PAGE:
Reliability of clinical diagnosis in intraarticular hip diseases

Knee Surg Sports Traumatol Arthrosc. 2010 May;18(5):685-90. doi: 10.1007/s00167-009-1024-5. Epub 2010 Jan 8.


This study investigated the ability of experienced orthopedic surgeons to agree on a diagnosis of labral tear, femoroacetabular impingement (FAI), and capsular laxity using clinical examination. Eight patients under the care of an experienced hip arthroscopist underwent independent clinical evaluations by six orthopedic surgeons who specialized in management hip pain. No attempt was made to regulate the evaluation process as surgeons performed their examination as they would in their own practice. Average subject age was 27 years (19-47 years) with five females and three males. Subjects subsequently underwent arthroscopic surgery by the treating surgeon. Surgical findings were recorded with respect to the presence or absence of a labral tear, FAI, and/or capsular laxity. The percent agreement between the surgical findings and clinical examinations were determined. Surgical findings noted four subjects had a labral tear, five FAI, and three laxity. Based on clinical examination, surgeons agreed 63, 65 and 58% of the time with the surgical diagnosis of labral tear, FAI, and capsular laxity, respectively. The level of agreement did not seem to be dependent on the size or type of labral tear. Also, the ability to detect FAI did not seem to depend on whether the lesion was a cam, pincer, combined cam/pincer or size of the cam lesion. This study offers support that clinical examination techniques used for making a diagnosis needs to be improved and standardized if they are to be useful in diagnosing specific pathologies found with arthroscopic hip surgery.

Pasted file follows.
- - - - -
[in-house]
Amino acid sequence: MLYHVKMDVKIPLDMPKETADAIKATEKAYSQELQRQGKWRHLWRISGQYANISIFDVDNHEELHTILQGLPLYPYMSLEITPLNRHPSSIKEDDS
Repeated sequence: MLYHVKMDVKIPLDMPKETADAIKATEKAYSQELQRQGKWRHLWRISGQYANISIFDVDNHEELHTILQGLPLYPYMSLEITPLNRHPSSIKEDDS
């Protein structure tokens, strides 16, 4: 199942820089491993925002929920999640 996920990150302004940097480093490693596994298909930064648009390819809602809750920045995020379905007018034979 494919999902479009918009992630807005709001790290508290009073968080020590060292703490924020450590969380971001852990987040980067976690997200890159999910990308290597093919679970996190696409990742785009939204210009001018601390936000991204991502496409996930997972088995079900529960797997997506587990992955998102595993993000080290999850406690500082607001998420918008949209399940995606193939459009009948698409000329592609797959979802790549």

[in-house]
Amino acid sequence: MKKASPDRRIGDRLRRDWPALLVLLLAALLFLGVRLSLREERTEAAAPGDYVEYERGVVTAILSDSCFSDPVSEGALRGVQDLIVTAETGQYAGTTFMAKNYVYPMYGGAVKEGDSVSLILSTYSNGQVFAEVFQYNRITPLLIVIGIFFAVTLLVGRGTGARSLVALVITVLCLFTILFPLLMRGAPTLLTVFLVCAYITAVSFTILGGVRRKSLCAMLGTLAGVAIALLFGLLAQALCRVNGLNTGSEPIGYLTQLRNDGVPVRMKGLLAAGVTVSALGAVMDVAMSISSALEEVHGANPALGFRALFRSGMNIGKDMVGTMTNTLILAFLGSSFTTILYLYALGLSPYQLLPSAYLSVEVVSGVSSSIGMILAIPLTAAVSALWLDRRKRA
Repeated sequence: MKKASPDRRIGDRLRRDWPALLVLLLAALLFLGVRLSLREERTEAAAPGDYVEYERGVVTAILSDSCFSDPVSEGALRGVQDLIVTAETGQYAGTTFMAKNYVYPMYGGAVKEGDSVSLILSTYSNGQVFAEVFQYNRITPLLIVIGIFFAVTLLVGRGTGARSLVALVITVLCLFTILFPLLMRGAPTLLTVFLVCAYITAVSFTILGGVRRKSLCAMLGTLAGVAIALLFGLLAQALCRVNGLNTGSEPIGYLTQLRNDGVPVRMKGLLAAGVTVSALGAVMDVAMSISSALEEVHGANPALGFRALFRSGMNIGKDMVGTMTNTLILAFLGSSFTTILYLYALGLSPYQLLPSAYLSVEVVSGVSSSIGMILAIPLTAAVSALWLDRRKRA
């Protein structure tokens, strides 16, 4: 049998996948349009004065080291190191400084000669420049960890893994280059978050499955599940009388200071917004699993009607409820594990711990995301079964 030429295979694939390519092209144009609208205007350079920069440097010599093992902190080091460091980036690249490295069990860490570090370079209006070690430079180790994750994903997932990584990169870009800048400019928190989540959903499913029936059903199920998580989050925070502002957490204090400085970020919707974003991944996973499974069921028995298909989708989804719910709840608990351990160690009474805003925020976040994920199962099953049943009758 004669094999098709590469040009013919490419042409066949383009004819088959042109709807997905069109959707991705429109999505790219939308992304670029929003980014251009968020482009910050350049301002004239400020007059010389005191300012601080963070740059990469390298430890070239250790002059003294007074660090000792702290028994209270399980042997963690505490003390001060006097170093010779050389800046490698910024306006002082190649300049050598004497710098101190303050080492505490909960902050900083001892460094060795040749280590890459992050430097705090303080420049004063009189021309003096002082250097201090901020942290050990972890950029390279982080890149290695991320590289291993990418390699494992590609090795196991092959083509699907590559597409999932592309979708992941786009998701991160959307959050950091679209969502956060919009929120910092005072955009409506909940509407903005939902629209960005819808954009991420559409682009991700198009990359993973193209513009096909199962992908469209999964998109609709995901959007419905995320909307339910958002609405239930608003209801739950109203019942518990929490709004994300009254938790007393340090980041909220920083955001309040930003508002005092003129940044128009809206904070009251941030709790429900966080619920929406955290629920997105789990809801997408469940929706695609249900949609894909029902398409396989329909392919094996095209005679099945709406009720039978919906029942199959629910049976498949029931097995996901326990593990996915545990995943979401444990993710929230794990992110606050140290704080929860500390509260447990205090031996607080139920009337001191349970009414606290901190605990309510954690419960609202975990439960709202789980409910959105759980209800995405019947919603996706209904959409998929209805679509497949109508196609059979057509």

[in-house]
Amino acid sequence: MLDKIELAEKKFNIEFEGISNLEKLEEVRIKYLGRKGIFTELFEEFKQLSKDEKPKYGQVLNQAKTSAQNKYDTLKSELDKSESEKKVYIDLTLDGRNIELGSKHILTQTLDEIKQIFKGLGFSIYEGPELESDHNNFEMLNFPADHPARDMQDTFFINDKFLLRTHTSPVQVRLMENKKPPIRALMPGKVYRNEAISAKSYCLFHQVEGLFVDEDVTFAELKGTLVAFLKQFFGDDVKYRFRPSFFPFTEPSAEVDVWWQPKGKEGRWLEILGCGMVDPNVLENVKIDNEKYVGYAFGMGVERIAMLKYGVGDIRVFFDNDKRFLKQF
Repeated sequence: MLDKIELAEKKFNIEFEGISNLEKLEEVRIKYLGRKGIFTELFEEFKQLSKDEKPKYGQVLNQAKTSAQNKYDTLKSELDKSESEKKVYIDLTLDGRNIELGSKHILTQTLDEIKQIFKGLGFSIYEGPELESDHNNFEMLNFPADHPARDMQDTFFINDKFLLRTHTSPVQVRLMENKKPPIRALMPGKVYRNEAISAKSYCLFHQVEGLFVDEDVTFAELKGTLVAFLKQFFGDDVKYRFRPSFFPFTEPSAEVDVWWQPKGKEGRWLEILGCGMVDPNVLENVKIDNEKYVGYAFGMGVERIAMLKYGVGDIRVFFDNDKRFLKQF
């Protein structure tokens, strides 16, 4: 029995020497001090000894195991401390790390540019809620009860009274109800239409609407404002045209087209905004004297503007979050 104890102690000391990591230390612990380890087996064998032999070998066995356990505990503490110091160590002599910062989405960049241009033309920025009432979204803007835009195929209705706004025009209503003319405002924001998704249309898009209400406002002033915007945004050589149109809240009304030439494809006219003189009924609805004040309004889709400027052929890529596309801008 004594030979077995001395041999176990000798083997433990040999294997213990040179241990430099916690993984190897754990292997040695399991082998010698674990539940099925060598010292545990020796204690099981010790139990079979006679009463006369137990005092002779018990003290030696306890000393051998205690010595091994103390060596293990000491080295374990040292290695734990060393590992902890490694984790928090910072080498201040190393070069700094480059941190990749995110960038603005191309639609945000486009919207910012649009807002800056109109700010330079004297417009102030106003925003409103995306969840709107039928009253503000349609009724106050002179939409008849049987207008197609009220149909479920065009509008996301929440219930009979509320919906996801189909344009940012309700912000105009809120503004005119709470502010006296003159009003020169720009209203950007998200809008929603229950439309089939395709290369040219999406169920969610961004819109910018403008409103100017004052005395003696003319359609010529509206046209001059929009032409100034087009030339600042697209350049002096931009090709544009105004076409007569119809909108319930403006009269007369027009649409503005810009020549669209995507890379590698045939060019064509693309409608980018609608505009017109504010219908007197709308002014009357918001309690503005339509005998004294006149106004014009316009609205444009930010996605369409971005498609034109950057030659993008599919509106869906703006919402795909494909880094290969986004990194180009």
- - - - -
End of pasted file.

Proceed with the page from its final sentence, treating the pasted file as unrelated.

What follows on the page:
Publication types

  • Evaluation Study
  • Research Support, Non-U.S. Gov't

MeSH terms

  • Adult
  • Clinical Competence*
  • Female
  • Hip Joint*
  • Humans
  • Joint Capsule / injuries*
  • Joint Diseases / diagnosis*
  • Male
  • Observer Variation
  • Physical Examination*
  • Young Adult